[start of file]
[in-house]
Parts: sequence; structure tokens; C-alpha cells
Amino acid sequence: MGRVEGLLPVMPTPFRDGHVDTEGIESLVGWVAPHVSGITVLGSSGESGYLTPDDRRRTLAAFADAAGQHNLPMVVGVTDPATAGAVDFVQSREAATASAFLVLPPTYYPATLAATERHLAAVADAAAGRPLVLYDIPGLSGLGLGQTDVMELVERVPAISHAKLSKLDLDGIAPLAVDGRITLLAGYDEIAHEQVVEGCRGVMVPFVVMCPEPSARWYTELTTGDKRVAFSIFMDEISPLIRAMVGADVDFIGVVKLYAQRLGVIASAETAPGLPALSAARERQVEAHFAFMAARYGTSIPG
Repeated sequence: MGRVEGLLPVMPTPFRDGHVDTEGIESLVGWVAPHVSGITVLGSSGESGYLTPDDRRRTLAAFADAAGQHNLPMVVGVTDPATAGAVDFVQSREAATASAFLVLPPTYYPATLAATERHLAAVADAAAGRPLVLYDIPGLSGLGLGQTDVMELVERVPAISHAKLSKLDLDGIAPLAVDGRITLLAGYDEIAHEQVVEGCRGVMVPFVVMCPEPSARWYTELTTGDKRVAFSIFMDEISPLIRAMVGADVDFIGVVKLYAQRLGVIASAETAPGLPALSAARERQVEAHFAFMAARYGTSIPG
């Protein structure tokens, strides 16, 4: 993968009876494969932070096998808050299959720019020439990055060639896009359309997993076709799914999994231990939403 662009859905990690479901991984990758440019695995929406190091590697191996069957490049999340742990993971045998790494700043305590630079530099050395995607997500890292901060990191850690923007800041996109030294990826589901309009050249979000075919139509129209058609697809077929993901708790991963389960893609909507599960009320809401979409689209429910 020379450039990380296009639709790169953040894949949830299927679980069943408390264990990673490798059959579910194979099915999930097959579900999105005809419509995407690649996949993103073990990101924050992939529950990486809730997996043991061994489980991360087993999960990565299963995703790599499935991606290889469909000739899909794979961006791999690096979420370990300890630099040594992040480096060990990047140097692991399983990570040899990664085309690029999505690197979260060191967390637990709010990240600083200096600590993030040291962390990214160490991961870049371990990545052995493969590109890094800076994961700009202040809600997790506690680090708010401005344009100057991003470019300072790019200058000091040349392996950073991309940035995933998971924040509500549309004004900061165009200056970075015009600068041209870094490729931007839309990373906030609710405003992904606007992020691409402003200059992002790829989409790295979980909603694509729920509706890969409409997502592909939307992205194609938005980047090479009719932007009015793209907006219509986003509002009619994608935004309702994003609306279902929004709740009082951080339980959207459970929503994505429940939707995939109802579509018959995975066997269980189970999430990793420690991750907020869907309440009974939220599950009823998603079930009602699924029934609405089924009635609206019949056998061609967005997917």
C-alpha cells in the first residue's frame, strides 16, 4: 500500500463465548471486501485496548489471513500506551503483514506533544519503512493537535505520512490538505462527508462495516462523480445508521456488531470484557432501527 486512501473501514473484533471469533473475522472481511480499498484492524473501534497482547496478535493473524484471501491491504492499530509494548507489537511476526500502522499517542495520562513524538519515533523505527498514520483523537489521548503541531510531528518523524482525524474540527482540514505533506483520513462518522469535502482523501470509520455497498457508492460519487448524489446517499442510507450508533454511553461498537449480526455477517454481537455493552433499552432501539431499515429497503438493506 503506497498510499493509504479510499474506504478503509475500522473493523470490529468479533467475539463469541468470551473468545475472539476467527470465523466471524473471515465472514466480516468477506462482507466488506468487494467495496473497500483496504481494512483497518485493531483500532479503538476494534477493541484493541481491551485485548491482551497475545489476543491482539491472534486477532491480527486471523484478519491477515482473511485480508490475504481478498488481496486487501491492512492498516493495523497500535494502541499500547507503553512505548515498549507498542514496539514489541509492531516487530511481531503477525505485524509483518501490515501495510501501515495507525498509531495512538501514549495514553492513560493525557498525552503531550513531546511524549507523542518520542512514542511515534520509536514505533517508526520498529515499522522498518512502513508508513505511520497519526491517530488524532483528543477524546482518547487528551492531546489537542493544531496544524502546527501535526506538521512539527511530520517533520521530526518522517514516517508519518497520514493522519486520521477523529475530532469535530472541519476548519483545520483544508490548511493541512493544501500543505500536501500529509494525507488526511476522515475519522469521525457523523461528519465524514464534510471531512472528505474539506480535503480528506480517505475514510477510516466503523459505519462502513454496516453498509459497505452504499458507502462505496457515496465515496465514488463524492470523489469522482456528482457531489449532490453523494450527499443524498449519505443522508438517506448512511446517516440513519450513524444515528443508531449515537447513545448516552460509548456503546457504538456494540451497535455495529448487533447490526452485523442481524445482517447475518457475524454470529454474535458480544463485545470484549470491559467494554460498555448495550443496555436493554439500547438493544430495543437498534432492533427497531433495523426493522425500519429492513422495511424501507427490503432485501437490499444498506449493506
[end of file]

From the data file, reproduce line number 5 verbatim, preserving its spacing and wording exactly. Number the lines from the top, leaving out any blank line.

């Protein structure tokens, strides 16, 4: 993968009876494969932070096998808050299959720019020439990055060639896009359309997993076709799914999994231990939403 662009859905990690479901991984990758440019695995929406190091590697191996069957490049999340742990993971045998790494700043305590630079530099050395995607997500890292901060990191850690923007800041996109030294990826589901309009050249979000075919139509129209058609697809077929993901708790991963389960893609909507599960009320809401979409689209429910 020379450039990380296009639709790169953040894949949830299927679980069943408390264990990673490798059959579910194979099915999930097959579900999105005809419509995407690649996949993103073990990101924050992939529950990486809730997996043991061994489980991360087993999960990565299963995703790599499935991606290889469909000739899909794979961006791999690096979420370990300890630099040594992040480096060990990047140097692991399983990570040899990664085309690029999505690197979260060191967390637990709010990240600083200096600590993030040291962390990214160490991961870049371990990545052995493969590109890094800076994961700009202040809600997790506690680090708010401005344009100057991003470019300072790019200058000091040349392996950073991309940035995933998971924040509500549309004004900061165009200056970075015009600068041209870094490729931007839309990373906030609710405003992904606007992020691409402003200059992002790829989409790295979980909603694509729920509706890969409409997502592909939307992205194609938005980047090479009719932007009015793209907006219509986003509002009619994608935004309702994003609306279902929004709740009082951080339980959207459970929503994505429940939707995939109802579509018959995975066997269980189970999430990793420690991750907020869907309440009974939220599950009823998603079930009602699924029934609405089924009635609206019949056998061609967005997917």